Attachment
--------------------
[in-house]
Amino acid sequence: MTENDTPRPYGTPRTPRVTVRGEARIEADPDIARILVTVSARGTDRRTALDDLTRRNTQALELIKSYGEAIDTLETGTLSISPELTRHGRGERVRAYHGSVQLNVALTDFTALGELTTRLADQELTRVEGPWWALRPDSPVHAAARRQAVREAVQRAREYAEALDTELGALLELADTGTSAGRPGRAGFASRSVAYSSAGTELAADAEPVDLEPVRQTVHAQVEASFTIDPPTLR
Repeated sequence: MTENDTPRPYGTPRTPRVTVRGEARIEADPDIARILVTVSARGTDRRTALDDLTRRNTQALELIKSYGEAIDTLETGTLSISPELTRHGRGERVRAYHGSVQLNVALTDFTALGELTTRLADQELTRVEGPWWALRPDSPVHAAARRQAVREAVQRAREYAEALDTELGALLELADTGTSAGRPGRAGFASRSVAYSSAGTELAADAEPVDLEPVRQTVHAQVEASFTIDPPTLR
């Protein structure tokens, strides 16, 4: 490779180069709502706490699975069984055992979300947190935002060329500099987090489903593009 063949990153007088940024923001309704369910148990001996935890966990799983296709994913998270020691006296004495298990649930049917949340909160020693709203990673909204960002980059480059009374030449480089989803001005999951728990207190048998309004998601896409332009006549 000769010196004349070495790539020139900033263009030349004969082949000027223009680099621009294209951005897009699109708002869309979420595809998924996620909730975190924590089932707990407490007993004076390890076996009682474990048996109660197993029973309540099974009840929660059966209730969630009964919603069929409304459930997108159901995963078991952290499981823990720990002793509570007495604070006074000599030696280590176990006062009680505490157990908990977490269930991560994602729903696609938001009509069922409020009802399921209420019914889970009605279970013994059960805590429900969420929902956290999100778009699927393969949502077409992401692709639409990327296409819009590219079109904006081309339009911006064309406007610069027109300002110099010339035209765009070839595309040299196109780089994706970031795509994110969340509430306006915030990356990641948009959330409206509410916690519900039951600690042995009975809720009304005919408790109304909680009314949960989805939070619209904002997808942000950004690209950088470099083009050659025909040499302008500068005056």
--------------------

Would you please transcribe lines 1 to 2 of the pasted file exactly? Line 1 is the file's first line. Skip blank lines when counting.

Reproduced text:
[in-house]
Amino acid sequence: MTENDTPRPYGTPRTPRVTVRGEARIEADPDIARILVTVSARGTDRRTALDDLTRRNTQALELIKSYGEAIDTLETGTLSISPELTRHGRGERVRAYHGSVQLNVALTDFTALGELTTRLADQELTRVEGPWWALRPDSPVHAAARRQAVREAVQRAREYAEALDTELGALLELADTGTSAGRPGRAGFASRSVAYSSAGTELAADAEPVDLEPVRQTVHAQVEASFTIDPPTLR